The mapping of an array may be modified dynamically within the program or at subroutine boundaries. Dynamic directives are as constrained as static directives.

HPF Parallelism directives

Parallelism can be expressed:

Extensions to HPF

Hpfc incorporates many extensions of HPF, the need of which was encountered in real applications.

Compiler output

The compiler generates code for the SPMD message passing programming model. It includes many optimizations. The generated code is based on a runtime support library. The communications are handled by PVM. The whole compilation process is driven and automated by shell scripts.

Target programming model

Hpfc's target programming model is a host-node distributed memory message passing model. The host is in charge of I/Os and of the process management. The nodes perform the computations. Two programs are generated by the compiler. One for the host, and an SPMD code for the nodes, which is parametrized by the node id. The generated codes rely on a runtime library which provides many services. Lower level issues in the process management (spawning of tasks, etc.) and basic communications are handled by PVM.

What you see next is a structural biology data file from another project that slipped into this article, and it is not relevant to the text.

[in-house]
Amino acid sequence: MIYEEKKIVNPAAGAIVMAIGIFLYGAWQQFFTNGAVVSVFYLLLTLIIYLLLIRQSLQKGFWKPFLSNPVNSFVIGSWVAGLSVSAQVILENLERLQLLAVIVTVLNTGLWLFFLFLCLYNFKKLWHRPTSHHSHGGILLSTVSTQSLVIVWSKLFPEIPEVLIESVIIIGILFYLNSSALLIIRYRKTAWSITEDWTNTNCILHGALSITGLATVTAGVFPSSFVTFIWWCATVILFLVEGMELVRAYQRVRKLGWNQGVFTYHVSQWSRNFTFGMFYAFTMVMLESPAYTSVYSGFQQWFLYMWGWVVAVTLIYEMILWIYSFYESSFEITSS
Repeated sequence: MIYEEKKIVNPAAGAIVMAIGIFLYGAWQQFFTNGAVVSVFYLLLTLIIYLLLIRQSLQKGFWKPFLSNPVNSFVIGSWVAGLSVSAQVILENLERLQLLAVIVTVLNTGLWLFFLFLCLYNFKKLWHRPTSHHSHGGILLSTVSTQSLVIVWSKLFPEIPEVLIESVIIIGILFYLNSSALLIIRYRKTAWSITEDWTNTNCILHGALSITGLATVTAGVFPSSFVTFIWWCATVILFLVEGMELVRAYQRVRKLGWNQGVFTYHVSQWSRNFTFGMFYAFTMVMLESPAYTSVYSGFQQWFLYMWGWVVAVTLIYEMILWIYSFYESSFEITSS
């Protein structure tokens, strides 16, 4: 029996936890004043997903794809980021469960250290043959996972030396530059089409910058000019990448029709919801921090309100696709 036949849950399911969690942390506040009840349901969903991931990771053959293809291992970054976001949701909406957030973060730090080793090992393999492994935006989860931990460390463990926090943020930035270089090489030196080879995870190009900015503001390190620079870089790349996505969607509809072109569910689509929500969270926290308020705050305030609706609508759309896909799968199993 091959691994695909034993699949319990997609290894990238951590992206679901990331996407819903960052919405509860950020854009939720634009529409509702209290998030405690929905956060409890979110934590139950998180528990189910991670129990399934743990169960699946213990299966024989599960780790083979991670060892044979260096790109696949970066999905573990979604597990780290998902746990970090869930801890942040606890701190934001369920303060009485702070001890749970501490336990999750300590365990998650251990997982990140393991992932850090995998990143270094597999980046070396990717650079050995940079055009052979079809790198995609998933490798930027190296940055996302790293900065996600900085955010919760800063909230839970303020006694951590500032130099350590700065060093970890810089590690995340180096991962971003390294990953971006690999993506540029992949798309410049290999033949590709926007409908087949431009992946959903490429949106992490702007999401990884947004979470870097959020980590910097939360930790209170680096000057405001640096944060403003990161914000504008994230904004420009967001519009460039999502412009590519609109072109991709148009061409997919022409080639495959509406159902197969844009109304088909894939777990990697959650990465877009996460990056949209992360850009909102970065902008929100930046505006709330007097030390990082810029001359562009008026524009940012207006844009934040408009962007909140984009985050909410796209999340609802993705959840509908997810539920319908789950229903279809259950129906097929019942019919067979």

Compiler optimizations

The basic compilation technique is known as the runtime resolution of accesses to distributed arrays. Each processor executes the whole control flow of the original program, and each reference to distributed data is resolved dynamically, and elementary messages are exchanged, following the Owner Computes Rule. This is of course very inefficient, and optimizations are needed if the program is expected to run quicker on a parallel machine.